A New Stratfordian Attempt to Destroy the Integrity (and Testimony) of the Sonnets

PART ONE

Most believers in William Shakspere of Stratford as the author known as “Shakespeare,” along with those who conclude he was Edward de Vere, seventeenth Earl of Oxford, understand that the poems, plays and sonnets are filled with sexual innuendo, that is, double entendres or language with two meanings. Members of both camps agree that “Shakespeare” the man was probably bisexual, although the term was then unknown.

In addition, Shakespeare lovers generally recognize that the Sonnets as printed in 1609 come closest to revealing the author’s person and why, as he confesses, “My name be buried where my body is, and live no more to shame nor me nor you” (72). Many Oxfordians realize that once we discover how the Sonnets use the language of romantic and erotic love to preserve a more important story, the Stratfordian myth will automatically be shattered.

When J. Thomas Looney presented evidence in 1920 that “Shakespeare” was the Lord Great Chamberlain of England, close to the absolute monarch and her powerful chief minister, he stood the traditional image of the author on its head. In a single breath he identified the poet-dramatist as the antithesis of a commoner and confirmed that the “authorship question” is inextricably bound up with Elizabethan court politics and royal government.

Whatever the circumstances that caused Oxford to agree with the posthumous burial of his identity, they are alive within this very same sonnet sequence, which seeks to ensure the eternal fame of Henry Wriothesley, third Earl of Southampton:

‘Gainst death and all oblivious enmity

Shall you pace forth; your praise shall still find room

Even in the eyes of all posterity

That wear this world out to the ending doom. (55)

Your name from hence immortal life shall have,

Though I (once gone) to all the world must die.  (81)

And thou in this shalt find thy monument,

When tryants’ crests and tombs of brass are spent.  (107)

In that couplet of Sonnet 107 he is glancing at the recently deceased Queen, whose body is set to be borne on 28 April 1603 to Westminster Abbey, where her coffin will rest in the shadow of the great brass tomb of her grandfather, Henry VII of England. And yes, Oxford is saying that Elizabeth Tudor was a tyrant.

“If we suppose that ‘Shakespeare,’ whoever he may have been, retained in 1603 the feelings he had expressed for Southampton in 1593 and 1594,” Looney argues, “it is impossible to think of him writing panegyrics on Queen Elizabeth whilst his friend was being kept in prison … Oxford’s experience as a whole [would] indispose him to join in any chorus of lamentation or of praise.”

Looney agrees that 107 celebrates Southampton’s release from the Tower by King James on 10 April, following the Queen’s death on 24 March and the unexpectedly peaceful succession. He also proposes that 125 is “the Earl of Oxford’s expression of his private feelings relative to Queen Elizabeth’s funeral” and “may be taken as his last sonnet” (given that 126 is the envoi of the series). In other words, the schoolmaster recognized that 107 and 125 each express Oxford’s glaringly opposite attitudes toward Southampton and Elizabeth. He refers, for example, to these lines of 125:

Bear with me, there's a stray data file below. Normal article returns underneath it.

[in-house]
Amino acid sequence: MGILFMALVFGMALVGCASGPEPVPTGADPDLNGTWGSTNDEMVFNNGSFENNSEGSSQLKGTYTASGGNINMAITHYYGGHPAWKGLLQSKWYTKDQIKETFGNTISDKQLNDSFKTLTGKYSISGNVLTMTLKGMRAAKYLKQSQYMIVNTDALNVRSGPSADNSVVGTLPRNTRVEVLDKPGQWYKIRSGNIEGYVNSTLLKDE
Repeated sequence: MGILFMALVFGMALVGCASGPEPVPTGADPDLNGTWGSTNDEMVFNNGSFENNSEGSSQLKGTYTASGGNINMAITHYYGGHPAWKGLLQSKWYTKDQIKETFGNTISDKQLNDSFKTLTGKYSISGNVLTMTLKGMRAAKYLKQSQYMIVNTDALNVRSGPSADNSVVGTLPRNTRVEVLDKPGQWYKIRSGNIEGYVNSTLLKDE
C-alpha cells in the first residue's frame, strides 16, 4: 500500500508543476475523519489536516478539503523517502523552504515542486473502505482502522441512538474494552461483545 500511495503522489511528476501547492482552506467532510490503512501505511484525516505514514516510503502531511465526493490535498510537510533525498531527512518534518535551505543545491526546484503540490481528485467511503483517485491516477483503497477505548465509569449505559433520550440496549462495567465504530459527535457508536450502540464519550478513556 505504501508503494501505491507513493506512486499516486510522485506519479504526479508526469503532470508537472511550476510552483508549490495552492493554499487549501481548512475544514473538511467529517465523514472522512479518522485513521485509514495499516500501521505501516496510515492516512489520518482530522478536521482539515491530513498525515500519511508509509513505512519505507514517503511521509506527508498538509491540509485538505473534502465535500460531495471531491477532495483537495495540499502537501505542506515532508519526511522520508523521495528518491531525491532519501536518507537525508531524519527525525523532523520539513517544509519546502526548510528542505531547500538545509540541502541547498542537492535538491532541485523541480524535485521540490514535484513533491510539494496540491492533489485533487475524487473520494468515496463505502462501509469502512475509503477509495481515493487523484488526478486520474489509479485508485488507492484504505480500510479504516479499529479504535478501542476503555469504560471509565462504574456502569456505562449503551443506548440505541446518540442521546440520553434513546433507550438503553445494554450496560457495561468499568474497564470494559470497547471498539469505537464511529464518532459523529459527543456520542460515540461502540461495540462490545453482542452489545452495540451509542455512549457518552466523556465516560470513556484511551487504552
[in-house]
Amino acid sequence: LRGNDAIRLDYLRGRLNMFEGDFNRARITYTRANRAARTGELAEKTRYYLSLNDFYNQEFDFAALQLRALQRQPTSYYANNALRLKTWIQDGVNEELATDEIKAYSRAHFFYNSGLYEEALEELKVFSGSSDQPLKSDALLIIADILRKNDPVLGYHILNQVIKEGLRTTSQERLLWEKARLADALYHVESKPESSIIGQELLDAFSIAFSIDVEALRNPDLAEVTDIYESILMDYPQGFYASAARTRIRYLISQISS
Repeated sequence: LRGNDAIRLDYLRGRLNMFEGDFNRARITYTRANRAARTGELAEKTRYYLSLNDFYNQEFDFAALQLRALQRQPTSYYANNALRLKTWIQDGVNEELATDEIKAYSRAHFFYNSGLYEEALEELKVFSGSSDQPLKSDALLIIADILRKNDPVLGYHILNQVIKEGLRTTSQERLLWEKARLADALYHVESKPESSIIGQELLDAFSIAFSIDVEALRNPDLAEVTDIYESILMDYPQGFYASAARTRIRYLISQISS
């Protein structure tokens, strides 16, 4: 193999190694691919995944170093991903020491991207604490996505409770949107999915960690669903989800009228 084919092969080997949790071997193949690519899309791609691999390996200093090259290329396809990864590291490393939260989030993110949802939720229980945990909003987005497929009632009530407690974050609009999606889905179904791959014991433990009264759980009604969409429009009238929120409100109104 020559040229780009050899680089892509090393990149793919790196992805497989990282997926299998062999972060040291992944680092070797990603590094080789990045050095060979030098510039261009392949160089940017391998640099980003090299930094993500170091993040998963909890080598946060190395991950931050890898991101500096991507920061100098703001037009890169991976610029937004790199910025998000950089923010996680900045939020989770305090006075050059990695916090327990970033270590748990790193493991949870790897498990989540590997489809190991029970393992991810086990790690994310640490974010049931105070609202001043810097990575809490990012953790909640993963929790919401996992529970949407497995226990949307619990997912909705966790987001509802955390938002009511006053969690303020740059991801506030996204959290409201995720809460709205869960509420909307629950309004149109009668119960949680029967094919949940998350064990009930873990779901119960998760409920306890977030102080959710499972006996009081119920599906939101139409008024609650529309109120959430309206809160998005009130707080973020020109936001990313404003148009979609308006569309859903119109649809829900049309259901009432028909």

Have I not seen dwellers on form and favor

Lose all and more by paying too much rent

For compound sweet forgoing simple savor,

Pitiful thrivers, in their gazing spent?   (125)

This sentiment is “strongly suggestive of an allusion to royalty,” Looney writes, “and is exactly descriptive of what Oxford represents Elizabeth’s treatment of himself to have been.”

No such links to the royal court trouble Stratfordian leaders, however; only one thing frightens them, consciously or otherwise: the prospect of Oxfordians demonstrating that the sonnet sequence of 1609 contains a story that is both cohesive and based on specific events in the life of Edward de Vere, Henry Wriothesley and the Queen of England.

Over the past century since “Shakespeare” Identified was published, however, they have been confident (again, knowingly or not) that no such demonstration will appear. They have no problem with Looney’s statement that the Sonnets “reflect at once the soul and the circumstances” of the Earl of Oxford – no problem, just so long as such reflections appear to remain free of any overall coherent narrative linked to the contemporary history.

The goal of this Stratfordian game is to be able to keep on playing it.

Nor are they bothered that Oxford undoubtedly led a lusty sexual life, with both male and female partners, while trying to pull England out of the Dark Ages into the bright freedoms of the waning European renaissance. Most Oxfordians agree the Sonnets are drenched in the language of eroticism and bisexuality; but even that is no cause for Stratfordians to worry, so long as no true story within the 1609 sonnet sequence – one based on the record of actual persons, situations and events – comes to the surface.